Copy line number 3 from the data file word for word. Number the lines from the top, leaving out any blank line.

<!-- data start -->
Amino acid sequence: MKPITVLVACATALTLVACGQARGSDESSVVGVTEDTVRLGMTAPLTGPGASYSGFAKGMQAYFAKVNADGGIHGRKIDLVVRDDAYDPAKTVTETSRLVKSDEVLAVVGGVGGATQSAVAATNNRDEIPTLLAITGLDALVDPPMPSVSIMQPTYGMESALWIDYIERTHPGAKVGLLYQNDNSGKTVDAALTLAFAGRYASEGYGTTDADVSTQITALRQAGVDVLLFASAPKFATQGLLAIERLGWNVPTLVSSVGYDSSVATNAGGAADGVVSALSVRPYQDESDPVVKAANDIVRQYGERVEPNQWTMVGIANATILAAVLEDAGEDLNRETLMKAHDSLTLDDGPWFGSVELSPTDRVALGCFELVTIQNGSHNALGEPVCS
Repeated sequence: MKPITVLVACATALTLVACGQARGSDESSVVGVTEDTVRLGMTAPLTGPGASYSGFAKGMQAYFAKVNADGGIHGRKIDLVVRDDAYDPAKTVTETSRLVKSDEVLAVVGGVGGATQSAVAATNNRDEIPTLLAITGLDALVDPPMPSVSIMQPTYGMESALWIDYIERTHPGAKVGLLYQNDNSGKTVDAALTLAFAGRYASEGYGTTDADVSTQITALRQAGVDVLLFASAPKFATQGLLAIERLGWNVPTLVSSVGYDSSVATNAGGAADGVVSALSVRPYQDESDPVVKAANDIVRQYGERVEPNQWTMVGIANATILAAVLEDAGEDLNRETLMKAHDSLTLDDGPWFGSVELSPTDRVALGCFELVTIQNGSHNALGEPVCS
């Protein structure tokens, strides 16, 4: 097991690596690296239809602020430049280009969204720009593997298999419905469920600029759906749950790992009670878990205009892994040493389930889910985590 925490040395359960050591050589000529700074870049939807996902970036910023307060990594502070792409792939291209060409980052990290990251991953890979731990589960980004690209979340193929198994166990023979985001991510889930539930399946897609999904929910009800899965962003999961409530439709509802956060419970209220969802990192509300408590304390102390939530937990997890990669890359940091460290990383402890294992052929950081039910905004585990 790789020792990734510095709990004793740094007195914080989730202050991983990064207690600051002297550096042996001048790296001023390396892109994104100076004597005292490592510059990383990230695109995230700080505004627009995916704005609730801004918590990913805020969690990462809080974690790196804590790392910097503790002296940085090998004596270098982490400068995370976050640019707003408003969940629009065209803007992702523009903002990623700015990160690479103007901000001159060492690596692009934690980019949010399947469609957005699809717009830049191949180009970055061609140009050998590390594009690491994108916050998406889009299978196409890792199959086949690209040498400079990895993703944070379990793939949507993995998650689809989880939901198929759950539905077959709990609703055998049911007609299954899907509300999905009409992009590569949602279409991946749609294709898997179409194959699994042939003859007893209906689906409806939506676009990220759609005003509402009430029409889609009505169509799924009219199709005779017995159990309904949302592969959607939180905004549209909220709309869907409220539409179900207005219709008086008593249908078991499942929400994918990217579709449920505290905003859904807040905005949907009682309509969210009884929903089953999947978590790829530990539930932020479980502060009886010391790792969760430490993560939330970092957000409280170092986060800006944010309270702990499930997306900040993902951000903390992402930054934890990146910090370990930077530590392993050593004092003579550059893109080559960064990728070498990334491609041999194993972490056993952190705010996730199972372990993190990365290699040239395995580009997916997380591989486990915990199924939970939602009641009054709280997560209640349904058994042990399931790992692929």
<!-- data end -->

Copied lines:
């Protein structure tokens, strides 16, 4: 097991690596690296239809602020430049280009969204720009593997298999419905469920600029759906749950790992009670878990205009892994040493389930889910985590 925490040395359960050591050589000529700074870049939807996902970036910023307060990594502070792409792939291209060409980052990290990251991953890979731990589960980004690209979340193929198994166990023979985001991510889930539930399946897609999904929910009800899965962003999961409530439709509802956060419970209220969802990192509300408590304390102390939530937990997890990669890359940091460290990383402890294992052929950081039910905004585990 790789020792990734510095709990004793740094007195914080989730202050991983990064207690600051002297550096042996001048790296001023390396892109994104100076004597005292490592510059990383990230695109995230700080505004627009995916704005609730801004918590990913805020969690990462809080974690790196804590790392910097503790002296940085090998004596270098982490400068995370976050640019707003408003969940629009065209803007992702523009903002990623700015990160690479103007901000001159060492690596692009934690980019949010399947469609957005699809717009830049191949180009970055061609140009050998590390594009690491994108916050998406889009299978196409890792199959086949690209040498400079990895993703944070379990793939949507993995998650689809989880939901198929759950539905077959709990609703055998049911007609299954899907509300999905009409992009590569949602279409991946749609294709898997179409194959699994042939003859007893209906689906409806939506676009990220759609005003509402009430029409889609009505169509799924009219199709005779017995159990309904949302592969959607939180905004549209909220709309869907409220539409179900207005219709008086008593249908078991499942929400994918990217579709449920505290905003859904807040905005949907009682309509969210009884929903089953999947978590790829530990539930932020479980502060009886010391790792969760430490993560939330970092957000409280170092986060800006944010309270702990499930997306900040993902951000903390992402930054934890990146910090370990930077530590392993050593004092003579550059893109080559960064990728070498990334491609041999194993972490056993952190705010996730199972372990993190990365290699040239395995580009997916997380591989486990915990199924939970939602009641009054709280997560209640349904058994042990399931790992692929």